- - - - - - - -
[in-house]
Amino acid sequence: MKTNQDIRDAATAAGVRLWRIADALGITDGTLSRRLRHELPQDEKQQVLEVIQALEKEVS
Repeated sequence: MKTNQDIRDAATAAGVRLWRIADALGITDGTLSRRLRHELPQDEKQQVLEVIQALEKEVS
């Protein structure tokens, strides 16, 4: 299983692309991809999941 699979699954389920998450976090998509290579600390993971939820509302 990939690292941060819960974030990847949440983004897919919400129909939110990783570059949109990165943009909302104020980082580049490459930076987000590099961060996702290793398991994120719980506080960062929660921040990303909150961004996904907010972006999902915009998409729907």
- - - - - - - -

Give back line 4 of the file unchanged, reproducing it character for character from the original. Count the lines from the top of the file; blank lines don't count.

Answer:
């Protein structure tokens, strides 16, 4: 299983692309991809999941 699979699954389920998450976090998509290579600390993971939820509302 990939690292941060819960974030990847949440983004897919919400129909939110990783570059949109990165943009909302104020980082580049490459930076987000590099961060996702290793398991994120719980506080960062929660921040990303909150961004996904907010972006999902915009998409729907």